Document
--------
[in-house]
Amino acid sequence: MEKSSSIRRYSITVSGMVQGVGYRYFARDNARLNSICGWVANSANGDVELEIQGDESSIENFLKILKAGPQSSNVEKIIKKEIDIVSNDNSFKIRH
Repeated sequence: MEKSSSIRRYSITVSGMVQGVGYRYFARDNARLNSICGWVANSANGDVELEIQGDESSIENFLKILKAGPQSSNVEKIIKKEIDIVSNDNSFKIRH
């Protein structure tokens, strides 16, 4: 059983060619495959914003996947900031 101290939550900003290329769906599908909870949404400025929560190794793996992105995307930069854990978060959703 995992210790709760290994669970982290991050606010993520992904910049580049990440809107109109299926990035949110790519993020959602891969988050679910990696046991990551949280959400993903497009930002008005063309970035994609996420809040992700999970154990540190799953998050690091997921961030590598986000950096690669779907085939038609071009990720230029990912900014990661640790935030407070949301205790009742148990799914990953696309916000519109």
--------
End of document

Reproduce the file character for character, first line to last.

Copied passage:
[in-house]
Amino acid sequence: MEKSSSIRRYSITVSGMVQGVGYRYFARDNARLNSICGWVANSANGDVELEIQGDESSIENFLKILKAGPQSSNVEKIIKKEIDIVSNDNSFKIRH
Repeated sequence: MEKSSSIRRYSITVSGMVQGVGYRYFARDNARLNSICGWVANSANGDVELEIQGDESSIENFLKILKAGPQSSNVEKIIKKEIDIVSNDNSFKIRH
């Protein structure tokens, strides 16, 4: 059983060619495959914003996947900031 101290939550900003290329769906599908909870949404400025929560190794793996992105995307930069854990978060959703 995992210790709760290994669970982290991050606010993520992904910049580049990440809107109109299926990035949110790519993020959602891969988050679910990696046991990551949280959400993903497009930002008005063309970035994609996420809040992700999970154990540190799953998050690091997921961030590598986000950096690669779907085939038609071009990720230029990912900014990661640790935030407070949301205790009742148990799914990953696309916000519109």